Saturday, October 18, 2014

My Winter Trip to DC


My trip to the USA in December 2010 would not be complete without a quick tour at the nation's capital. I was determined to see the historic structures DC is famous for. The 5-hour bus trip from New York to DC in a freezing winter night was all worth it. Washington, D.C., formally the District of Columbia and commonly referred to as Washington, "the District", or simply D.C., is the capital of the United States. The centers of all three branches of the federal government of the United States are in the District, including the Congress, President, and Supreme Court. Washington is home to many national monuments and museums, which are primarily situated on or around the National Mall.

Washington Monument
Trivia:
By law, Washington's skyline is low and sprawling. The federal Heights of Buildings Act of 1910 allows buildings that are no taller than the width of the adjacent street, plus 20 feet (6.1 m). Despite popular belief, no law has ever limited buildings to the height of the United States Capitol or the 555-foot (169 m) Washington Monument.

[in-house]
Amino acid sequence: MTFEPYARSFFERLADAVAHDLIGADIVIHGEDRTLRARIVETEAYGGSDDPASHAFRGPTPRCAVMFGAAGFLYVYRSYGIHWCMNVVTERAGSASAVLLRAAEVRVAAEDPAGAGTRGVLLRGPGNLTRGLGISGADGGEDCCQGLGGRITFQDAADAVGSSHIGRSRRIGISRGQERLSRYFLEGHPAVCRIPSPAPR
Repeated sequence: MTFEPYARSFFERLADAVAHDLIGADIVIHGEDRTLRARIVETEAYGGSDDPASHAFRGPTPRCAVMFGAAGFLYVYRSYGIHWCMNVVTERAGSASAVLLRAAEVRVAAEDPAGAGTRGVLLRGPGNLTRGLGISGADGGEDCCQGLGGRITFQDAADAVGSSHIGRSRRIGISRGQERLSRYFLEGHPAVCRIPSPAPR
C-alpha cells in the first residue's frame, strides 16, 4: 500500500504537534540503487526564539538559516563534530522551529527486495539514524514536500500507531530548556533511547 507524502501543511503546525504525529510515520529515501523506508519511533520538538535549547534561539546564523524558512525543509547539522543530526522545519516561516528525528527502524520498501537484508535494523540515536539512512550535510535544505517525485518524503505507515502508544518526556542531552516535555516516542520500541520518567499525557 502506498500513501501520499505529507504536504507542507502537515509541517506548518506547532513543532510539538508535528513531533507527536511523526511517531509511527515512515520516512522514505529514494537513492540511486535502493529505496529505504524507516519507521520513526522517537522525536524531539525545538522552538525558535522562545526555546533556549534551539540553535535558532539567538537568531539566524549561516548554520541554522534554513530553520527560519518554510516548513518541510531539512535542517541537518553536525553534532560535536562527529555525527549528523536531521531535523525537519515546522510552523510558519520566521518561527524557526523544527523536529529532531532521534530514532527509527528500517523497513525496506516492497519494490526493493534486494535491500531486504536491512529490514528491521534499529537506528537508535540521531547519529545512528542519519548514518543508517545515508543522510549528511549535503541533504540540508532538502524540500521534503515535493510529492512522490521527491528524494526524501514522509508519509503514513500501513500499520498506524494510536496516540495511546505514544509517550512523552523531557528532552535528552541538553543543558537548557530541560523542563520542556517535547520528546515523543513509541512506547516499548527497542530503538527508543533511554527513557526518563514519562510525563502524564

Great view of the Washington Monument

 Washington, D.C., is a planned city. In 1791, President Washington commissioned Pierre (Peter) Charles L’Enfant, a French-born architect and city planner, to design the new capital. The L'Enfant Plan featured broad streets and avenues radiating out from rectangles, providing room for open space and landscaping.  He based his design on plans of cities such as Paris, Amsterdam, Karlsruhe, and Milan brought from Europe by Thomas Jefferson in 1788. L'Enfant's design also envisioned a garden-lined "grand avenue" approximately 1 mile (1.6 km) in length and 400 feet (120 m) wide in the area that is now the National Mall.

The National Archives

US Capitol Building

The White House

Lincoln Memorial Building

DC Train Station

Ulysses S. Grant Memorial

Smithsonian Museum